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Agronomy Journal Abstract -

Bahiagrass Response to Lime and Nitrogen under Pines1


This article in AJ

  1. Vol. 79 No. 1, p. 1-4
    Received: May 28, 1985

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  1. I. D. Teare,
  2. D. L. Wright,
  3. R. L. Stanley Jr. and
  4. B. T. Kidd2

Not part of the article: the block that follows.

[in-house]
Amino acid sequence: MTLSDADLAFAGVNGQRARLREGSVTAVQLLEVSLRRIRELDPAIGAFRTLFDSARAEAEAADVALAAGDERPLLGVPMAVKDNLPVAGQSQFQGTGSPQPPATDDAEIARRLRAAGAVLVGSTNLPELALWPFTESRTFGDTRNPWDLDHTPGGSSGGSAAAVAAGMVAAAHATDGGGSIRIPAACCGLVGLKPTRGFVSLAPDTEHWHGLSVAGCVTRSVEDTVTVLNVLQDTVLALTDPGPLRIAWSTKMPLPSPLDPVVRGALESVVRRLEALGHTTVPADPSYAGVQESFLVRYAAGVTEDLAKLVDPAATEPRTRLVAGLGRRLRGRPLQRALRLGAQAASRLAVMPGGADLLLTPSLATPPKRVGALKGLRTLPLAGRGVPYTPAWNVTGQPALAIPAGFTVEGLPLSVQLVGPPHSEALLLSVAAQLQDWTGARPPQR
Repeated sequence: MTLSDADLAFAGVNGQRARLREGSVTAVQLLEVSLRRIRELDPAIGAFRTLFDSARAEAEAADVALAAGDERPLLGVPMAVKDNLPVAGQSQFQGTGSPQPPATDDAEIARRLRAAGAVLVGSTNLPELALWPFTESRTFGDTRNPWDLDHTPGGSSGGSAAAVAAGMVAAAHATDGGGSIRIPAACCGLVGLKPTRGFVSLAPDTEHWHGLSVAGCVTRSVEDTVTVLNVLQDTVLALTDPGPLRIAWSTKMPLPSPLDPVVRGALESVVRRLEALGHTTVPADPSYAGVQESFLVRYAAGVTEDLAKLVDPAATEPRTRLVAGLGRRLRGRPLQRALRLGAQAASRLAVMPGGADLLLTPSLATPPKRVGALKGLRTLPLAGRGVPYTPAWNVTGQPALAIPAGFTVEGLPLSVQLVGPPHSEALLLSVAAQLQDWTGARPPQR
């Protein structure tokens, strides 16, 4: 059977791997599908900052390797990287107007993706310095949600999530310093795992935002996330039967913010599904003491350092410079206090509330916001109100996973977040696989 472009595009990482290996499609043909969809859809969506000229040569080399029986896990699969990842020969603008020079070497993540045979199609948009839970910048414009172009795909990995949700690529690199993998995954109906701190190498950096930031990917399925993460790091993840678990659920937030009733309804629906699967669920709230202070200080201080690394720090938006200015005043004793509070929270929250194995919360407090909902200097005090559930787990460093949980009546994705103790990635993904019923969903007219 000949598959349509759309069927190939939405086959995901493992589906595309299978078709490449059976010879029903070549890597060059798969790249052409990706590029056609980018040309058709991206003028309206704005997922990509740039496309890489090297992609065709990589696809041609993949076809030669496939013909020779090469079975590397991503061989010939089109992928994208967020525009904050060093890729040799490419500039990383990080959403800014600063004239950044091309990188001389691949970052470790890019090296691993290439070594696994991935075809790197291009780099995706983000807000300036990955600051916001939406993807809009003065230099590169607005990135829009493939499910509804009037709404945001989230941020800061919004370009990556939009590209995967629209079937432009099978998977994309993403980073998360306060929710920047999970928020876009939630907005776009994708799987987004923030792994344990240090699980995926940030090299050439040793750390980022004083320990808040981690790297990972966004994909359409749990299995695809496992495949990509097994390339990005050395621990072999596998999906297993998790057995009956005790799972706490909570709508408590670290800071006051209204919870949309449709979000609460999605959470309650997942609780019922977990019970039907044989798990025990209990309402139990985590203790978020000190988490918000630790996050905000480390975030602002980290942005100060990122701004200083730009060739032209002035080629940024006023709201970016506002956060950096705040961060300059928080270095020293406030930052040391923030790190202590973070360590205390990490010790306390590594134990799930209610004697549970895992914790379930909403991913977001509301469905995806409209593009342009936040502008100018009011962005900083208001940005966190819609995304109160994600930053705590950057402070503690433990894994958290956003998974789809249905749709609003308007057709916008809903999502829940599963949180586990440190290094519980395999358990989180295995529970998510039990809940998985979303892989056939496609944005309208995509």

The fertilization of slash pine trees (Pinus eliotti Engelm), a practice initiated in the sixties, stimulates bahiagrass (Paspalum notatum Flügge) production, providing under-canopy forage for the beef cattle industry of the Southeast on sandy, acid soils. Little research has been conducted to determine the production potential of limed and N fertilized bahiagrass growing under pine. The objectives of this research were to measure bahiagrass forage production under slash pine, comparing lime (2.24 Mg ha−1) vs. no lime, four N rates (28, 56, 112, 224, kg ha−1), and to observe changes in extractable soil P, K, and pH on a Norfolk sandy loam (fine-loamy, siliceous, thermic Typic Paleudult). During the 4yr period, application of 2.24 Mg ha−1 lime empirically decreased bahiagrass forage yield under pines when averaged across N levels. Liming at 2.24 Mg ha−1 yr−1 for 4 yr did change the soil pH from 5.0 to 6.1. Nitrogen rates did not affect bahiagrass forage production the first year, but without lime, we found a quadratic response to N rates each year thereafter. The highest yields of bahiagrass forage with lime were obtained with 56 kg ha−1 N. Economic analysis shows the greatest net return ($441 over 4 yr) for no lime at 112 kg ha−1 N and with lime ($211) at 56 kg ha−1 N.

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